woman with migrain

Better medications for migraine have recently been released and more are in the pharmaceutical industry pipeline.  The newer ones prevent migraines altogether or greatly lessen the frequency and severity.  In the unfortunate circumstance that you do get a migraine headache there is the whole family of “triptans”.  Their development and approval was a revolution in migraine headache treatment.

Migraine Disorder – Not Just a Headache – Migraine Disorder is a headache disorder with recurrent headaches.  Everyone knows about “migraines” because the headaches are so severe.  A migraine is not just the headache, however.  A person’s whole physiology changes.  There are gastric changes with nausea and maybe vomiting.  There are visual changes, sometimes before the headaches itself starts.  There are changes in energy level, motivation, and ability to think clearly.  When a person has a migraine headache, he/she has no desire to do anything.  They want to hide somewhere comfortable and want “the world to go away”.  If people who do not get migraines view them as just “bad headaches” they are seriously mistaken.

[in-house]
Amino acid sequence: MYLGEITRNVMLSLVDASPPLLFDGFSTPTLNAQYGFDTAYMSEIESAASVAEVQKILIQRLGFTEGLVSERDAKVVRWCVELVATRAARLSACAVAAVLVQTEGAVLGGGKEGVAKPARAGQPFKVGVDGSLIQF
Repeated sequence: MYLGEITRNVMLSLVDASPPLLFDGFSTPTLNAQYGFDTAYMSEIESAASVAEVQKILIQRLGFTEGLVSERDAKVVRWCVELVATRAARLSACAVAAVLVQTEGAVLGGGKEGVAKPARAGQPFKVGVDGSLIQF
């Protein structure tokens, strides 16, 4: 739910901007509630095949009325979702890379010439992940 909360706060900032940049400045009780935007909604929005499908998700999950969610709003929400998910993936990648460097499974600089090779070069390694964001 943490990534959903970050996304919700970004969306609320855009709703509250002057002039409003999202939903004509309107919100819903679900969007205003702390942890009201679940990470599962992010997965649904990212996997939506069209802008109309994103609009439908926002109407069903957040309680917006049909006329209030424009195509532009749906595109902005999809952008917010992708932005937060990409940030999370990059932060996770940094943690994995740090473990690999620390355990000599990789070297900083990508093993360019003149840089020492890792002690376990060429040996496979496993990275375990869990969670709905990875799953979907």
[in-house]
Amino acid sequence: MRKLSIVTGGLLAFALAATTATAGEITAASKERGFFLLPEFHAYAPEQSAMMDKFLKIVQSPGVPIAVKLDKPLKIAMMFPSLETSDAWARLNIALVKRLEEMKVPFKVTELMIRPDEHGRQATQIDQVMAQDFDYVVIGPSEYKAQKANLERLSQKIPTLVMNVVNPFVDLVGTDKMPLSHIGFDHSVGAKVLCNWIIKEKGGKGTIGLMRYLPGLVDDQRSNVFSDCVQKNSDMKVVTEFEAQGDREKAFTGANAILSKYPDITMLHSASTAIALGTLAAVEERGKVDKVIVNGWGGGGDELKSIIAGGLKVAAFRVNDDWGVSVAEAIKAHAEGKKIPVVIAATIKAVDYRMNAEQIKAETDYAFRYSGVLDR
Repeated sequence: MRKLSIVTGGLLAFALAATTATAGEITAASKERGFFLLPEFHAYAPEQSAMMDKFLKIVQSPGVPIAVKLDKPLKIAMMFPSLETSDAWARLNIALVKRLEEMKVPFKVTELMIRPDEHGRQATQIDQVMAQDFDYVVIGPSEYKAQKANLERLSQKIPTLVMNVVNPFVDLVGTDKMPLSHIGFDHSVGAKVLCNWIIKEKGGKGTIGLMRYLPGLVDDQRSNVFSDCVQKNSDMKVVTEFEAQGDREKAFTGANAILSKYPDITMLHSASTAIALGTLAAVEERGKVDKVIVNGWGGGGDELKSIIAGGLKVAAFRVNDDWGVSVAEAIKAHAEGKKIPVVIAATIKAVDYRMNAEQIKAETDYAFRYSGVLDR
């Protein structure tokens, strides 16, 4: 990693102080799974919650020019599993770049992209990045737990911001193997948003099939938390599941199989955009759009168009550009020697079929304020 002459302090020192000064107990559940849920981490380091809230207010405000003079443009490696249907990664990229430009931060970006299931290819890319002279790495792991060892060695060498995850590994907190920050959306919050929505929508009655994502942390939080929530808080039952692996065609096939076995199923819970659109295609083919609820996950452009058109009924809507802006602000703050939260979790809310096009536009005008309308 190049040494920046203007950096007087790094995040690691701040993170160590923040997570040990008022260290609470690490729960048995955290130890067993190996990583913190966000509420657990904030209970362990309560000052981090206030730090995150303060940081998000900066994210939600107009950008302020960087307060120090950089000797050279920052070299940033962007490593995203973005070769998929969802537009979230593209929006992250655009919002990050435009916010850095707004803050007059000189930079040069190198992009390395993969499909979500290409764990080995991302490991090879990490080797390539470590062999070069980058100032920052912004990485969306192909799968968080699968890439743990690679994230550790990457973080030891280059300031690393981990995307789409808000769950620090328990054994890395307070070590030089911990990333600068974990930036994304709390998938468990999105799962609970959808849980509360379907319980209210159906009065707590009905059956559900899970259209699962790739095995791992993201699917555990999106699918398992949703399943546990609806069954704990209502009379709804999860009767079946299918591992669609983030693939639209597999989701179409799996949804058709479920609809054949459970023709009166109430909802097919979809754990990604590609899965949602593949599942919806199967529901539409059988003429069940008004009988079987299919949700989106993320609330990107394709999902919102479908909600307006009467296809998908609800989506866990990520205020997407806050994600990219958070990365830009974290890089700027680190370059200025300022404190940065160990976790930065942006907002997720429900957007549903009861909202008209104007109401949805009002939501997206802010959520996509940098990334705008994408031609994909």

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More Migraine Details

There are such things as mild migraines or moderate migraines but it’s the really severe ones that everyone knows about.  The pain usually affects only one side of your head.  The pain is pounding, pulsating, and made worse by any action or moving about.  They can be as short as 2 hours or last as long as 72 hours.  Many people say they go to sleep with a migraine and wake the next morning with the headache gone.  Others are not so lucky.  As mentioned above, along with the headache comes nausea and maybe vomiting.  Also, one is often very sensitive to light, and to noise, and sometimes to odors.  Sometimes even a good aroma, like cooking food, can smell just awful and “turn your stomach”.  About 1 in 3 people who get migraines have some kind of warning that a headache is coming.  It’s a change in vision or a feeling that tells them that a headache is on the way.

As We Said Above – It’s Not Just a Headache